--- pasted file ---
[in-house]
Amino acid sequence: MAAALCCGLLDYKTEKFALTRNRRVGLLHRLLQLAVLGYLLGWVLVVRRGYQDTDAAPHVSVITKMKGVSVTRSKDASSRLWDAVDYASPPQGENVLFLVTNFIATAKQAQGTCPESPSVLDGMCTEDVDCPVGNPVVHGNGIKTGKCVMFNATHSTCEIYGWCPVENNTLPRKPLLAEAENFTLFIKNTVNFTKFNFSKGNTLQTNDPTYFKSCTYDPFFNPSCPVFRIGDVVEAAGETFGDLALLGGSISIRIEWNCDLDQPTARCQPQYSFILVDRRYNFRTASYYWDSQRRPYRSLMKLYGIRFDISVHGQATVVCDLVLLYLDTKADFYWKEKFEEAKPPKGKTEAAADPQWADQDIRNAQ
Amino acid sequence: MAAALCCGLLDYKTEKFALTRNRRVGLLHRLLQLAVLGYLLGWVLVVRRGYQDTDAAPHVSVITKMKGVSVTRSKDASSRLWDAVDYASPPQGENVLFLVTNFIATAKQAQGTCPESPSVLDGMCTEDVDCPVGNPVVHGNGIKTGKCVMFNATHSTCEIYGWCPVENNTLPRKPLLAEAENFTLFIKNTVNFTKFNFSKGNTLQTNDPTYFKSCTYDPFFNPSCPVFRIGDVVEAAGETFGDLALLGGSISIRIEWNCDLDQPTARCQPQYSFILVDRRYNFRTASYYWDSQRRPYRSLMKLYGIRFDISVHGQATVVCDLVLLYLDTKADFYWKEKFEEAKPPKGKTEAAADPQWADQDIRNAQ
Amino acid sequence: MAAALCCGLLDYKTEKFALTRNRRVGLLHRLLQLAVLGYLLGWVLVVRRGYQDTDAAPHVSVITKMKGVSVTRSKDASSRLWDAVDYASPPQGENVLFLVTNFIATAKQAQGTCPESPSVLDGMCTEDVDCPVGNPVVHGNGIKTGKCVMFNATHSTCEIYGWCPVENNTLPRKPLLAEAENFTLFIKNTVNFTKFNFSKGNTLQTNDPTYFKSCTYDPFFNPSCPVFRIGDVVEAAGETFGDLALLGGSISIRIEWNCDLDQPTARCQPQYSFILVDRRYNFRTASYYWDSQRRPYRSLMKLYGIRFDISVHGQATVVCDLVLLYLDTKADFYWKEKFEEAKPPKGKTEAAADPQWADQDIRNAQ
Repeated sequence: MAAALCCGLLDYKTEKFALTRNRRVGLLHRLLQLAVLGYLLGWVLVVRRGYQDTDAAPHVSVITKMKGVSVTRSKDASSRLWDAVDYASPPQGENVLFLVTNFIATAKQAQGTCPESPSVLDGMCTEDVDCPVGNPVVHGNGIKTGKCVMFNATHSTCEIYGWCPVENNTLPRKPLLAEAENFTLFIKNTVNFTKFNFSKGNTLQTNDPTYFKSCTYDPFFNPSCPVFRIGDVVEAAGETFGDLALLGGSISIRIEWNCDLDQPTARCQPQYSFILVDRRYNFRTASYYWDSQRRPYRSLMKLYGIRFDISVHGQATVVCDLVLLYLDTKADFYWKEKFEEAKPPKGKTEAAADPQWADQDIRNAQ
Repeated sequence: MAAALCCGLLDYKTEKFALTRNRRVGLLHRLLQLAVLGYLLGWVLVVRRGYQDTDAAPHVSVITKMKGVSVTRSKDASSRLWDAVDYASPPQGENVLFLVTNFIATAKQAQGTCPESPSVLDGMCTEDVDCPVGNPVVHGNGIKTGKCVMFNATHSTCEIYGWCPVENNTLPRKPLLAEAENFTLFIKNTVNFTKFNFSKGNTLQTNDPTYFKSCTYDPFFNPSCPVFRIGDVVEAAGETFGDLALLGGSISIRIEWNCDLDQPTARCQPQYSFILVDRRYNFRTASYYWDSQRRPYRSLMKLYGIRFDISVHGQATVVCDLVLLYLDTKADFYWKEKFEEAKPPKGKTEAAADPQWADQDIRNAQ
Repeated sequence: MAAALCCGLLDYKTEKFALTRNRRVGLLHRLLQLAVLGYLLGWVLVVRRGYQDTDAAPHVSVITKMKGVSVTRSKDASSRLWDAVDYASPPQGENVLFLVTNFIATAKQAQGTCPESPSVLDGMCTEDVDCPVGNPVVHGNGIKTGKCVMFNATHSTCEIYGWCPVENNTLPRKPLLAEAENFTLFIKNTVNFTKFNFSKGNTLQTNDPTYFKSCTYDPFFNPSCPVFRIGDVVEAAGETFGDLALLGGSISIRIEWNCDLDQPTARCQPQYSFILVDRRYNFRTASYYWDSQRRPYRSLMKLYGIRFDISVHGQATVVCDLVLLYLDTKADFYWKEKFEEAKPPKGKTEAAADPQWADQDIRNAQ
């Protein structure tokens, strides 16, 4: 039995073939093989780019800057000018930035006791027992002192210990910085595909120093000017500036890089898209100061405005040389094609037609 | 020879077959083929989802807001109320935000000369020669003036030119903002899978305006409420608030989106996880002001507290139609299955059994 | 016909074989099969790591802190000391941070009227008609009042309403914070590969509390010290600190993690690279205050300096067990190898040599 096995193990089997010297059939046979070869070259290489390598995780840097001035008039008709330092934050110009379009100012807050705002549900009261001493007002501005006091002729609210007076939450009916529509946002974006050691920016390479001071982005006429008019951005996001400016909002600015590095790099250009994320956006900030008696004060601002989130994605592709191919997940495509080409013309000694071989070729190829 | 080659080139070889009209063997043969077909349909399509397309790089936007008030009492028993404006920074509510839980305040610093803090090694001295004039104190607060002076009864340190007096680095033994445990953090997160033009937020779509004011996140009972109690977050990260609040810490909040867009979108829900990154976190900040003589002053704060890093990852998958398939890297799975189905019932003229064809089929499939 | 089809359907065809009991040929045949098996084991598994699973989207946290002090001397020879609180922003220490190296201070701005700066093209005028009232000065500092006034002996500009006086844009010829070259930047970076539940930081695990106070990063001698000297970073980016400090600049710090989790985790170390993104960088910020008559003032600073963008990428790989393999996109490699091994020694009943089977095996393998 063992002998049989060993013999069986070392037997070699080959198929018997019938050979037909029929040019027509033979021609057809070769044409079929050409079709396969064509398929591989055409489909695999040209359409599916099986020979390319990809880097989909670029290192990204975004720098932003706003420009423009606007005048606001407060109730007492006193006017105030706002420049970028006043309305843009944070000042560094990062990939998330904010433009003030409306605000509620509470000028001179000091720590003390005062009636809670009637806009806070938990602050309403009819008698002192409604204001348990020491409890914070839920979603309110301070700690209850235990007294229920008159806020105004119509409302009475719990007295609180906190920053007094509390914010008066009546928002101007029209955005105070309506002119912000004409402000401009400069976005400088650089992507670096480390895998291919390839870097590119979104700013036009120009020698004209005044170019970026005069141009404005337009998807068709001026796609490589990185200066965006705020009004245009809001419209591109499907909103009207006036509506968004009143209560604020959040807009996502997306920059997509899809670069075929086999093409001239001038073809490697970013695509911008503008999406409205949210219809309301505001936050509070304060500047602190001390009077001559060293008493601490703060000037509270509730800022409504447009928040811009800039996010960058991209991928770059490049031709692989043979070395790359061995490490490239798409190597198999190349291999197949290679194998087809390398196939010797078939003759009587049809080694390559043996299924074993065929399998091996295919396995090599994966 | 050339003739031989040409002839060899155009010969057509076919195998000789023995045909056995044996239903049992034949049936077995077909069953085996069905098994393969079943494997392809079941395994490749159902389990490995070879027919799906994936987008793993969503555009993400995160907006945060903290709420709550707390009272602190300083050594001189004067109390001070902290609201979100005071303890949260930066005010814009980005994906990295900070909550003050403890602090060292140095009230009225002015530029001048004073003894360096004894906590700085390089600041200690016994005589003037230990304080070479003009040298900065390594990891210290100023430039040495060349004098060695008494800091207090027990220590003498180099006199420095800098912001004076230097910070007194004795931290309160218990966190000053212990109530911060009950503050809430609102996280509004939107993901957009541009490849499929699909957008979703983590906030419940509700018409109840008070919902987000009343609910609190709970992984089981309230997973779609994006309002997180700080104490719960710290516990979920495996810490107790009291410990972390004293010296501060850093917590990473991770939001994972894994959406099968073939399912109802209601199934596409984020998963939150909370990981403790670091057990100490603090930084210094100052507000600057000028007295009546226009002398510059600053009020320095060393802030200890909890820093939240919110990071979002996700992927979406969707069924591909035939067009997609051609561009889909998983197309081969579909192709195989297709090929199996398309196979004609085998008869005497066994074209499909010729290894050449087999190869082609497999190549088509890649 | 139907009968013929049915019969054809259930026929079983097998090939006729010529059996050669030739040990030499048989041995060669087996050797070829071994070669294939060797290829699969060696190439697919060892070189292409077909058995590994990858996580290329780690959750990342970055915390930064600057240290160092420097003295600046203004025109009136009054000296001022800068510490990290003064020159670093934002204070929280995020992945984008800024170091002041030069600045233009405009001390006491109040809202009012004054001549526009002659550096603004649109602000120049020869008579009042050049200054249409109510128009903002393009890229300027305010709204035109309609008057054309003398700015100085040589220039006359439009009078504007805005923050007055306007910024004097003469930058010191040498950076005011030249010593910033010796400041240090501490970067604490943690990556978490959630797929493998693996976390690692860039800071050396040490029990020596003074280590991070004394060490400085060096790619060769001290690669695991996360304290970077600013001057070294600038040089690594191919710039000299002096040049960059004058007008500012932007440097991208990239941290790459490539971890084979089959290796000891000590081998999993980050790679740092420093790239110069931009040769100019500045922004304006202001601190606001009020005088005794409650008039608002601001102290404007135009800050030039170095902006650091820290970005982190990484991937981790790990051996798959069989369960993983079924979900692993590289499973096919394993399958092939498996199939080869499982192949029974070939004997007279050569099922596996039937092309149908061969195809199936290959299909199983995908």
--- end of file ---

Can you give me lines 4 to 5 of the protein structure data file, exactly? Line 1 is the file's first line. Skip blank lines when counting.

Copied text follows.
Amino acid sequence: MAAALCCGLLDYKTEKFALTRNRRVGLLHRLLQLAVLGYLLGWVLVVRRGYQDTDAAPHVSVITKMKGVSVTRSKDASSRLWDAVDYASPPQGENVLFLVTNFIATAKQAQGTCPESPSVLDGMCTEDVDCPVGNPVVHGNGIKTGKCVMFNATHSTCEIYGWCPVENNTLPRKPLLAEAENFTLFIKNTVNFTKFNFSKGNTLQTNDPTYFKSCTYDPFFNPSCPVFRIGDVVEAAGETFGDLALLGGSISIRIEWNCDLDQPTARCQPQYSFILVDRRYNFRTASYYWDSQRRPYRSLMKLYGIRFDISVHGQATVVCDLVLLYLDTKADFYWKEKFEEAKPPKGKTEAAADPQWADQDIRNAQ
Repeated sequence: MAAALCCGLLDYKTEKFALTRNRRVGLLHRLLQLAVLGYLLGWVLVVRRGYQDTDAAPHVSVITKMKGVSVTRSKDASSRLWDAVDYASPPQGENVLFLVTNFIATAKQAQGTCPESPSVLDGMCTEDVDCPVGNPVVHGNGIKTGKCVMFNATHSTCEIYGWCPVENNTLPRKPLLAEAENFTLFIKNTVNFTKFNFSKGNTLQTNDPTYFKSCTYDPFFNPSCPVFRIGDVVEAAGETFGDLALLGGSISIRIEWNCDLDQPTARCQPQYSFILVDRRYNFRTASYYWDSQRRPYRSLMKLYGIRFDISVHGQATVVCDLVLLYLDTKADFYWKEKFEEAKPPKGKTEAAADPQWADQDIRNAQ